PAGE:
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Indian girls are conditioned to consider marriage a goal of life. Which is very wrong. Marriage can be a part of your life, but not everything you work towards!
From the start of your childhood, from the time you started to understand words, you have been told about fairy tales, a knight with a shining armour who saves the princess. How all that mattered in the story is her dress, fair and beautiful skin, hair and the humble soft spoken her. As you started to grow, you were always told to mind what you wore, not to show too much skin, and behave like a girl. Your teenage years came by and all that there was to them was to be back home before dark, preferably by 6 pm.
You studied so hard to get good grades, to stand out and yet all you were spoken to about is ‘Did you help your mom? Did you do some work at home?’
As you discovered about menstruation, things got stricter. Be careful, take care of your skin, of your hair. Many a relatives reminded you, how important it was to look good because soon you would have to get married, how else will a good guy marry you if you didn’t look beautiful?
You were 17 then, trying to figure what to study ahead. Some of your friends were no good too. That guy in your group who told you blatantly, why do you need to study, anyways you will marry a rich guy! It’s the guys who actually need to struggle. You were amused and angered but you said nothing.
You got a degree and landed a plush job. The celebration lasted only a few hours. As they congratulated you, they also inquired when you would get married.
Many said, that’s good you got a job, you proved you are smart. Now stay at home and learn to cook. After all marriage is what is needed to be done. It’s your husband’s job to earn money, your job to cook and maintain the home and children. You wondered then, where are these husband and children who everyone seems to be worried about. Then again they said cheerfully, you can work until we find you a guy. ‘Hey! We don’t mind if you have someone you like. Now all that matters is you get married’.
Were they right? You wonder.
NO. From a young age many girls like you are conditioned to think of marriage as the ultimate thing. The goal you work for all your life. THEY ARE WRONG. Your spirit awaits to be set free. Your wings await to break free. Your lungs await to feel the fresh air gush inside you. Your body awaits the adrenaline, the rush of excitement as you work your ass off to reach that goal. To make that achievement. I am a voice that whispers in your ear, every time you feel that you have to marry in the end. ‘No you don’t! Marriage is not a necessity and not a goal. It’s just a part of life and your decision to have it in your life or not!’
Like Oprah and Maya Angelou say, ‘You are enough!’ Period. There awaits a mountain to conquer, a company to run and millions of lives to be touched by your empathy, your intelligence and your hard work. You are not just made for marriage, don’t believe so. Just believe in you and the world will be yours.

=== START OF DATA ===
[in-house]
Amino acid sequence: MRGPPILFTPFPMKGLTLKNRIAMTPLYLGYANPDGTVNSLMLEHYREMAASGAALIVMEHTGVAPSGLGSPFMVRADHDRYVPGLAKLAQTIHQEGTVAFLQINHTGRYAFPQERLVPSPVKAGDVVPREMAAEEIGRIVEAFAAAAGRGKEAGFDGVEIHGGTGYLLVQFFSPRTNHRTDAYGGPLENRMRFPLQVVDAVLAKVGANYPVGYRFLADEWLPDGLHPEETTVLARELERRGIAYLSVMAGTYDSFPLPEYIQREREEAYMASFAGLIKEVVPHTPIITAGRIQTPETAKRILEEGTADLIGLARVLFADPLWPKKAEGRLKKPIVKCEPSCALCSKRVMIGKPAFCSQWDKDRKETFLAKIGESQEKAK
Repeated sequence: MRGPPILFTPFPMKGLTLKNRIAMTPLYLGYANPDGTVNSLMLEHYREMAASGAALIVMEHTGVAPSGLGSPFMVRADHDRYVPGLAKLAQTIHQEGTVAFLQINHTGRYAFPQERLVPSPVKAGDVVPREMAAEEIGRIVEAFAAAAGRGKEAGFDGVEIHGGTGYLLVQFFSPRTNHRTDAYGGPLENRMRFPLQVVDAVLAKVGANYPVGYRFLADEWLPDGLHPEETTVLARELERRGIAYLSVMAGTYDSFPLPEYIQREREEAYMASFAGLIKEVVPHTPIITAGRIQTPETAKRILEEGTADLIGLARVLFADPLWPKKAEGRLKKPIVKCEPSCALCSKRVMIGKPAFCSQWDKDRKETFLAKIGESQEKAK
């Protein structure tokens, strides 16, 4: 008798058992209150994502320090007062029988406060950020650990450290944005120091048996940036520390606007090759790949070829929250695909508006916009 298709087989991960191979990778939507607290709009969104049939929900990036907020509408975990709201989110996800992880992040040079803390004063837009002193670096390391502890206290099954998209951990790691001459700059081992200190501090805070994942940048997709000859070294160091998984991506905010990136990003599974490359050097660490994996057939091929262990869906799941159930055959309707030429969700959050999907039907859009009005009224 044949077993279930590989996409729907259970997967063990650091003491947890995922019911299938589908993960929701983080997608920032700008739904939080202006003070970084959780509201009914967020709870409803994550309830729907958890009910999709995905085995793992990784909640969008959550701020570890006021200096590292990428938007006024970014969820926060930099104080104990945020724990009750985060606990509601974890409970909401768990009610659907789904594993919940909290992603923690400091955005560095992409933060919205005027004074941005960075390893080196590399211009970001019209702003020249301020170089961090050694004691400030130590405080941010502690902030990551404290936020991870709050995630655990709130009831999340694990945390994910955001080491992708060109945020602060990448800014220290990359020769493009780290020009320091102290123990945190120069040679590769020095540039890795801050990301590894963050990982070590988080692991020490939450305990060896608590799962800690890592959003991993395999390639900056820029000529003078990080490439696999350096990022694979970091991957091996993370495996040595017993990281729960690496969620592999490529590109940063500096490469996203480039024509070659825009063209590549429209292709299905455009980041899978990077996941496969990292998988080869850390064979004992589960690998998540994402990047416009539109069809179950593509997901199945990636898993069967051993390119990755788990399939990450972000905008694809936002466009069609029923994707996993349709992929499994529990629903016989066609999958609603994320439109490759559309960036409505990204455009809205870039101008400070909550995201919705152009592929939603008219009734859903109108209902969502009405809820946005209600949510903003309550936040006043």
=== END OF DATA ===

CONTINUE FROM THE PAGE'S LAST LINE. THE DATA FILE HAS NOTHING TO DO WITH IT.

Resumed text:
Your Inner Voice
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Feminist, Ecopreneur & a Zerowaste aspirant. Believes that my life purpose is to influence people to be ecofriendly and to help the girls/women of the future be more free - in who they are, what they read more...
Women's Web is an open platform that publishes a diversity of views, individual posts do not necessarily represent the platform's views and opinions at all times.
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Bhool Bhulaiyaa 2 might have had a box office collection of 260 crores INR and entertained Indian audiences, but it's full of problematic stereotypes.
Bhool Bhulaiyaa 2 starts with a scene in which the protagonist, Ruhaan (played by Kartik Aaryan) finds an abandoned pink suitcase in a moving cable car and thinks there is a bomb inside it.
Just then, he sees an unknown person (Kiara Advani) wave and gesture at him to convey that the suitcase is theirs. Ruhaan, with the widest possible smile, says, “Bag main bomb nahi hai, bomb ka bag hai,” (There isn’t a bomb in the bag, the bag belongs to a bomb).
Who even writes such dialogues in 2022?
Be it a working or a homemaker mother, every parent needs a support system to be able to manage their children, housework, and mental health.
Let me at the outset clarify that when I mention ‘work’ here, it includes ANY work. So, it could be the work at home done by a homemaker parent or it could be work in a professional/entrepreneurial environment.
Either way, every parent struggles to find that fine balance between ‘work’ and ‘parenting’, especially with younger kids who still need high emotional and physical support from their caretakers. And not just any balance, but more importantly, balance that lets them keep their own sanity intact!